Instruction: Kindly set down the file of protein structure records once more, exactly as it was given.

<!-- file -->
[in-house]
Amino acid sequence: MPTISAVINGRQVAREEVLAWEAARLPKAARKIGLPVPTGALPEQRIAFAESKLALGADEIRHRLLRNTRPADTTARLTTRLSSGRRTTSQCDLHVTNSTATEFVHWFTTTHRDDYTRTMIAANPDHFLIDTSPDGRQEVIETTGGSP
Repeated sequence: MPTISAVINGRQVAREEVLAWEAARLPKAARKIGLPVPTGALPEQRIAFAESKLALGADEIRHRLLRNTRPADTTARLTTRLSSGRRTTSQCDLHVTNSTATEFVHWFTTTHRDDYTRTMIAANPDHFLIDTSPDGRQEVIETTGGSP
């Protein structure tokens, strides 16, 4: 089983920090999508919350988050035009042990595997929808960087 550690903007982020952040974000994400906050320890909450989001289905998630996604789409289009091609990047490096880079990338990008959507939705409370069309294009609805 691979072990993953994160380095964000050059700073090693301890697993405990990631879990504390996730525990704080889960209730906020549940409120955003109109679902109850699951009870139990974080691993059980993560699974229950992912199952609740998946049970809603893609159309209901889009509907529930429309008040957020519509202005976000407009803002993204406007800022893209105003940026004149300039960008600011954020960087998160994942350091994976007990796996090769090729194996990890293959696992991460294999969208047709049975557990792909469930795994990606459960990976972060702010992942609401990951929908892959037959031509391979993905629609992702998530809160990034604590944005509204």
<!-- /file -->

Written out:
[in-house]
Amino acid sequence: MPTISAVINGRQVAREEVLAWEAARLPKAARKIGLPVPTGALPEQRIAFAESKLALGADEIRHRLLRNTRPADTTARLTTRLSSGRRTTSQCDLHVTNSTATEFVHWFTTTHRDDYTRTMIAANPDHFLIDTSPDGRQEVIETTGGSP
Repeated sequence: MPTISAVINGRQVAREEVLAWEAARLPKAARKIGLPVPTGALPEQRIAFAESKLALGADEIRHRLLRNTRPADTTARLTTRLSSGRRTTSQCDLHVTNSTATEFVHWFTTTHRDDYTRTMIAANPDHFLIDTSPDGRQEVIETTGGSP
């Protein structure tokens, strides 16, 4: 089983920090999508919350988050035009042990595997929808960087 550690903007982020952040974000994400906050320890909450989001289905998630996604789409289009091609990047490096880079990338990008959507939705409370069309294009609805 691979072990993953994160380095964000050059700073090693301890697993405990990631879990504390996730525990704080889960209730906020549940409120955003109109679902109850699951009870139990974080691993059980993560699974229950992912199952609740998946049970809603893609159309209901889009509907529930429309008040957020519509202005976000407009803002993204406007800022893209105003940026004149300039960008600011954020960087998160994942350091994976007990796996090769090729194996990890293959696992991460294999969208047709049975557990792909469930795994990606459960990976972060702010992942609401990951929908892959037959031509391979993905629609992702998530809160990034604590944005509204």